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The Creatine Transporter Gene Paralogous at 16p11.2 Is Expressed in Human Brain

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Author(s): Nadia Bayou | Ridha M'rad | Ahlem Belhaj | Hussein Daoud | Ramzi Zemni | Sylvain Briault | M. Béchir Helayem | Lamia Ben Jemaa | Habiba Chaabouni

Journal: Comparative and functional genomics.
ISSN 1531-6912

Volume: 2008;
Date: 2008;
Original page

ABSTRACT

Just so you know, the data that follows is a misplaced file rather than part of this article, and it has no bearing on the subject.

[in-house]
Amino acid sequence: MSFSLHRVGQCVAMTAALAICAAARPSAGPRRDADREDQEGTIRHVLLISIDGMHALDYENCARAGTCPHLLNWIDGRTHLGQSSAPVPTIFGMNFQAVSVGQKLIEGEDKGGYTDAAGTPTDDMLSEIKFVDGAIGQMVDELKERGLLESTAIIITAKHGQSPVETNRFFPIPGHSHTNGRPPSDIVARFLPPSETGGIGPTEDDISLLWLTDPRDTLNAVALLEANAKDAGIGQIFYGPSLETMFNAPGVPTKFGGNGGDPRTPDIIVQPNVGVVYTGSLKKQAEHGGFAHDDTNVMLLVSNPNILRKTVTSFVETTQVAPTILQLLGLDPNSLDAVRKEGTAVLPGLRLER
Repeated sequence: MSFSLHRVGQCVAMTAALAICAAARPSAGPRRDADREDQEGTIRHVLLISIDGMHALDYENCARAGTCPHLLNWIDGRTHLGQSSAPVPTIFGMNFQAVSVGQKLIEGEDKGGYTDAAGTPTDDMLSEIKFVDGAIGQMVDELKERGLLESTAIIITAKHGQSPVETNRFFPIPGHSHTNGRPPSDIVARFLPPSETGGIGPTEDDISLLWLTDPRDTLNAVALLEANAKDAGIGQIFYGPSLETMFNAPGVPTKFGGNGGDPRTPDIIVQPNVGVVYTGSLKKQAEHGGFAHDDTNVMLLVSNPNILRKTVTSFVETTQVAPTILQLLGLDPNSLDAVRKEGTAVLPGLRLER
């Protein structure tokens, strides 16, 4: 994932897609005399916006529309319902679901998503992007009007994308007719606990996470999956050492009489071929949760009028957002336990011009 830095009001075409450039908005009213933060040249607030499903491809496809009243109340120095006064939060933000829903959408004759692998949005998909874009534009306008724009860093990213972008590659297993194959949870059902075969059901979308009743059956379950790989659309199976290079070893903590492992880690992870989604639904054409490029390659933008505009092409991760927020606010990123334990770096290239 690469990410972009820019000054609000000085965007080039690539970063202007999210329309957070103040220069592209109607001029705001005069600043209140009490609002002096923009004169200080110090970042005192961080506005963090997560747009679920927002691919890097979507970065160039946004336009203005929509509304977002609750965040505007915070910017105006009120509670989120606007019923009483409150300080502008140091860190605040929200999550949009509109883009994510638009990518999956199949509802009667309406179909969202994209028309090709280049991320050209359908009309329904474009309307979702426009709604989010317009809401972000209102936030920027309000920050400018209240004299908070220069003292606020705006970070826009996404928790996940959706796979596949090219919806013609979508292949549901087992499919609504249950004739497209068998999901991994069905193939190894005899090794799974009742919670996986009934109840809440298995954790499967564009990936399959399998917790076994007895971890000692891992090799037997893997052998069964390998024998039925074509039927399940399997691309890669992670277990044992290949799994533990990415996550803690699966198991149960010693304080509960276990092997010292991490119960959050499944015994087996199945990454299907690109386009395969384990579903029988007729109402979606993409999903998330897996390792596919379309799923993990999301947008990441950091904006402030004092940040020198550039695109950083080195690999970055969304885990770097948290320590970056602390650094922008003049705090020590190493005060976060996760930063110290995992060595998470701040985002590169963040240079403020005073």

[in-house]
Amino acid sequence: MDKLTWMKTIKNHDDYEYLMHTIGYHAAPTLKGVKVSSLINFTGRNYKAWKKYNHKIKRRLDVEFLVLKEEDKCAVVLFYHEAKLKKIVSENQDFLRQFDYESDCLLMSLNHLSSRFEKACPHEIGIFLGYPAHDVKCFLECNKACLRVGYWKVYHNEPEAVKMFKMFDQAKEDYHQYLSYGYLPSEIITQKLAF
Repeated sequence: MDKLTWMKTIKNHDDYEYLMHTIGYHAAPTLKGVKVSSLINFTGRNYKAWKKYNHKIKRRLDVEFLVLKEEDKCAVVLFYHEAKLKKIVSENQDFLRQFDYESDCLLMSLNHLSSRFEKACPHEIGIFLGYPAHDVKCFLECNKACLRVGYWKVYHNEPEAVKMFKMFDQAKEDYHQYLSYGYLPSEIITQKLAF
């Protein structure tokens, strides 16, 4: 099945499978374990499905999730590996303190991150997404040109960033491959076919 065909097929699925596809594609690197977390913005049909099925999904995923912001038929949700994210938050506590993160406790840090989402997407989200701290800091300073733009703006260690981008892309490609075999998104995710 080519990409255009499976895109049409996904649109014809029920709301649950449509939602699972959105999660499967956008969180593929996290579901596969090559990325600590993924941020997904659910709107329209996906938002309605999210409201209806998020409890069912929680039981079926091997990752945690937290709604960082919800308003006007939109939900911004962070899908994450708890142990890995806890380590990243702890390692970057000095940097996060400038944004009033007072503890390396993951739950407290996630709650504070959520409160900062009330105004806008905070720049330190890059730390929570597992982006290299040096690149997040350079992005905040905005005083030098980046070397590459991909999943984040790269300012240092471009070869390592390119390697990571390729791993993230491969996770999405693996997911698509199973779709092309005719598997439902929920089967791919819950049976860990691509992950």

Autism is a complex neurodevelopmental disorder characterized by impairment of social interaction, language, communication, and stereotyped, repetitive behavior. Genetic predisposition to autism has been demonstrated in families and twin studies. About 5–10% of autism cases are associated with chromosomal abnormalities or monogenic disorders. The identification of genes involved in the origin of autism is expected to increase our understanding of the pathogenesis. We report on the clinical, cytogenetic, and molecular findings in a boy with autism carrying a de novo translocation t(7;16)(p22.1;p11.2). The chromosome 16 breakpoint disrupts the paralogous SLC6A8 gene also called SLC6A10 or CT2. Predicted translation of exons and RT-PCR analysis reveal specific expression of the creatine transporter paralogous in testis and brain. Several studies reported on the role of X-linked creatine transporter mutations in individuals with mental retardation, with or without autism. The existence of disruption in SLC6A8 paralogous gene associated with idiopathic autism suggests that this gene may be involved in the autistic phenotype in our patient.
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